The Tax Court of Cologne is of the opinion that the domestic anti-treaty shopping provisions are not in line with the freedom of establishment provision in articles 49 and 54 of the Treaty on the Functioning of the European Union. Relief from German withholding tax on dividends paid to a nonresident company is dependent on very strict conditions, whereas a German company in similar circumstances would be granted a tax exemption without having to satisfy any conditions. In addition to the freedom of establishment issue, the court questions whether the anti-treaty shopping provision complies with article 5(1) in conjunction with article 1(2) of the PSD.
EU law aspects of the case
Because the Tax Court of Cologne considers that the German rules constitute a restriction of the freedom of establishment, the question is whether the restriction can be justified by the objective of preventing tax avoidance. While it is clear that the prevention of tax avoidance is a legitimate justification for restrictive measures, the court doubts that the German rules would pass the “proportionality” test. The CJEU held in the Cadbury Schweppes case that rules designed to prevent tax avoidance must not go beyond what is necessary to prevent “wholly artificial arrangements which do not reflect economic reality, with a view to escaping the tax normally due on the profits generated by activities carried out on national territory.”
Despite recent initiatives to combat abusive tax schemes (e.g. the OECD BEPS project and the EU anti-tax avoidance directive), the tax court articulated several reasons why the German rules would violate the proportionality requirement. First, where German shareholders own the intermediary holding entity, there is no scope for abuse since any subsequent distribution to the German shareholders would be subject to German taxation. The court also cited the following:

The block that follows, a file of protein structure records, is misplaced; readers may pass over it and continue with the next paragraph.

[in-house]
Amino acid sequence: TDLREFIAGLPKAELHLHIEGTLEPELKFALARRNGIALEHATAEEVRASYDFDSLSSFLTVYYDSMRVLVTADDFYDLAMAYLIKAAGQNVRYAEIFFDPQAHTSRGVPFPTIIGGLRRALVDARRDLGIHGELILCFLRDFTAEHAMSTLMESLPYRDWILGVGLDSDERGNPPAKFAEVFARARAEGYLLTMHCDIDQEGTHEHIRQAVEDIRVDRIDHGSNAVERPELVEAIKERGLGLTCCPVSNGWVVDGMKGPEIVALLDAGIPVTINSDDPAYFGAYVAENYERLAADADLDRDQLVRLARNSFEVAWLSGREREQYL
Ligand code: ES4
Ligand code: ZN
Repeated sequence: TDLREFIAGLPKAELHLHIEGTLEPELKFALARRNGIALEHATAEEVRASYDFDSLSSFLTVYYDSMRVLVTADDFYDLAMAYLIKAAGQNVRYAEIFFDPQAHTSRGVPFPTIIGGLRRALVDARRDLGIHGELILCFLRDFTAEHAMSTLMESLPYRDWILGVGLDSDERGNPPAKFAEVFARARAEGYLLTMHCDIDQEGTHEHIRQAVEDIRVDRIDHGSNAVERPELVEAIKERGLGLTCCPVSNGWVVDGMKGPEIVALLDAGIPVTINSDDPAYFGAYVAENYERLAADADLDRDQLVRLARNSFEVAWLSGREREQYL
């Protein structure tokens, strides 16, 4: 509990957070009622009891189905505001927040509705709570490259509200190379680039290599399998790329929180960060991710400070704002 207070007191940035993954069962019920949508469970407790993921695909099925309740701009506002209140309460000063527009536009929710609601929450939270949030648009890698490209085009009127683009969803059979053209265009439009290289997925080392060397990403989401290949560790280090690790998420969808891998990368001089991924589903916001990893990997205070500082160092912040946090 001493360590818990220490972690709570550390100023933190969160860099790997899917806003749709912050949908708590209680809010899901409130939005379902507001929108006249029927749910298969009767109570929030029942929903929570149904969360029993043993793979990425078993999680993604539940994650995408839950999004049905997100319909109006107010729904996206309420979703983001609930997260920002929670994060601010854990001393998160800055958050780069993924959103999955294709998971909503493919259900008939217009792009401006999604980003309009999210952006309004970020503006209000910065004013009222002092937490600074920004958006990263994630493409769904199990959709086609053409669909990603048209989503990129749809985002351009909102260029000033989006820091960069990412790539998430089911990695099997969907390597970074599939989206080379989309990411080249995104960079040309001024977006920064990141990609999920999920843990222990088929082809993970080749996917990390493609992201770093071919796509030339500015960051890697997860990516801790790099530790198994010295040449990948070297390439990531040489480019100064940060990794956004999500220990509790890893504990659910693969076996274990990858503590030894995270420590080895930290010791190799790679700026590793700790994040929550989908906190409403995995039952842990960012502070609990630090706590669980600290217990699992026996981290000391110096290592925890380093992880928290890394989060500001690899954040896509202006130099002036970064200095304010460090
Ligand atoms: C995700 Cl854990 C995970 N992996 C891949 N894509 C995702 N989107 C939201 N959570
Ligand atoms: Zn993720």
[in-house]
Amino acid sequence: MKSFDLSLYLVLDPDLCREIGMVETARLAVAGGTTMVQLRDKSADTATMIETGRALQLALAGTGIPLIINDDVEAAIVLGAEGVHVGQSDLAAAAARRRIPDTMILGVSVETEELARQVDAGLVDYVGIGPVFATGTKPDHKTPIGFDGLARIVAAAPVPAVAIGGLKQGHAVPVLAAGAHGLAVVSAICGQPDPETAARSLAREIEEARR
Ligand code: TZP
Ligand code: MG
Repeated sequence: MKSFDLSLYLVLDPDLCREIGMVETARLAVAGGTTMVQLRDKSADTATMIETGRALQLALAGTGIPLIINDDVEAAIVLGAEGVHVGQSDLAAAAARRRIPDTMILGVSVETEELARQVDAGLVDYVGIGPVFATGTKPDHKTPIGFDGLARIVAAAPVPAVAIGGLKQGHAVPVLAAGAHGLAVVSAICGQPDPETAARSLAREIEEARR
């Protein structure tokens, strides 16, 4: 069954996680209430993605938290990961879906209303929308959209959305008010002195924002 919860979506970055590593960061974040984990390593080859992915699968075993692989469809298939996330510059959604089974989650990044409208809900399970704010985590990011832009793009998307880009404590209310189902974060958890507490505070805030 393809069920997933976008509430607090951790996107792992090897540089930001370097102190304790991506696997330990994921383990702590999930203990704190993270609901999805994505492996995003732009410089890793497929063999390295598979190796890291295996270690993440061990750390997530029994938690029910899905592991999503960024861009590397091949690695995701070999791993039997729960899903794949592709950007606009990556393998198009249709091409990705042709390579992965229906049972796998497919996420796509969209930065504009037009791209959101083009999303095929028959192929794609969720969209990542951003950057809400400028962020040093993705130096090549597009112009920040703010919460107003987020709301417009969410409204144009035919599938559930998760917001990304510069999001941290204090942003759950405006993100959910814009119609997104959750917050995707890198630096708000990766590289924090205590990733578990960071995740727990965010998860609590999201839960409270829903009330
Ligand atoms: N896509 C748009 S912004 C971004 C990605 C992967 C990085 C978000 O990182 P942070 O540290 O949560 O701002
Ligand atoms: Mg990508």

- The cumulative requirements under the business purpose and substance tests, and the fact that there are no rules to allow the taxpayer to demonstrate that its activities were not abusive;
- The narrow interpretation of economic or other relevant nontax reasons, which explicitly do not take into account considerations related to the overall group set up;
- The pro-rata entitlement under the business income test, which has the effect of partially denying a reduction of withholding tax if the foreign entity earns non-active income completely unrelated to its German-sourced income; and
- The reversal of the burden of proof (the nonresident entity has to prove the business purpose whereas tax authorities do not have to prove the existence of avoidance).
For similar reasons, the court took the position that the German rules violate secondary EU law, i.e. articles 5(1) and 1(2) of the PSD.
Implications for taxpayers
Since the Tax Court of Cologne already referred the anti-treaty shopping rules that applied until 2012 to the CJEU, a decision in the new case would resolve the issue about the compatibility of the current provisions with EU law. These rules were introduced in response to infringement proceedings launched by the European Commission, so it is interesting to note that the Tax Court of Cologne explicitly stated that the pro-rata approach of the new rule if not in line with the proportionality requirement, given that this approach is a key element of the revised rule.
Nonresident taxpayers that suffered withholding tax on German dividends due to the application of the anti-treaty shopping provisions should monitor developments and keep relevant assessments open.